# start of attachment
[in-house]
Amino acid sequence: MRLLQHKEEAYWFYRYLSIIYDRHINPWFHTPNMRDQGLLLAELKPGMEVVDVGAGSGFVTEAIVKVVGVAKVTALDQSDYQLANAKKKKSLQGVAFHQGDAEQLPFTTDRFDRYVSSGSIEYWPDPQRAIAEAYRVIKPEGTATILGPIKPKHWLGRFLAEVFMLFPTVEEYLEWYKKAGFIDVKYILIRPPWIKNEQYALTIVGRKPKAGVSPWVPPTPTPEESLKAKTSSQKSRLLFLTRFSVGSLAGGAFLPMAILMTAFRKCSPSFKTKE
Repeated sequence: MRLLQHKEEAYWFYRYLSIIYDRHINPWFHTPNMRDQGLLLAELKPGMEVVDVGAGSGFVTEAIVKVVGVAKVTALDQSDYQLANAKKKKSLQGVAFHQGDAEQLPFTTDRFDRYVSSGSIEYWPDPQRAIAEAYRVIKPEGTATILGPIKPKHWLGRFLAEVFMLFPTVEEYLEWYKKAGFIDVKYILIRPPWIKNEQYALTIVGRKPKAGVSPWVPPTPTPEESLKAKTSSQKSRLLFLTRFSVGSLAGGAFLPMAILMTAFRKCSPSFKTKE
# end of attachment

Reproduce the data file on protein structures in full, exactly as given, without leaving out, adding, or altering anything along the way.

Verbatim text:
[in-house]
Amino acid sequence: MRLLQHKEEAYWFYRYLSIIYDRHINPWFHTPNMRDQGLLLAELKPGMEVVDVGAGSGFVTEAIVKVVGVAKVTALDQSDYQLANAKKKKSLQGVAFHQGDAEQLPFTTDRFDRYVSSGSIEYWPDPQRAIAEAYRVIKPEGTATILGPIKPKHWLGRFLAEVFMLFPTVEEYLEWYKKAGFIDVKYILIRPPWIKNEQYALTIVGRKPKAGVSPWVPPTPTPEESLKAKTSSQKSRLLFLTRFSVGSLAGGAFLPMAILMTAFRKCSPSFKTKE
Repeated sequence: MRLLQHKEEAYWFYRYLSIIYDRHINPWFHTPNMRDQGLLLAELKPGMEVVDVGAGSGFVTEAIVKVVGVAKVTALDQSDYQLANAKKKKSLQGVAFHQGDAEQLPFTTDRFDRYVSSGSIEYWPDPQRAIAEAYRVIKPEGTATILGPIKPKHWLGRFLAEVFMLFPTVEEYLEWYKKAGFIDVKYILIRPPWIKNEQYALTIVGRKPKAGVSPWVPPTPTPEESLKAKTSSQKSRLLFLTRFSVGSLAGGAFLPMAILMTAFRKCSPSFKTKE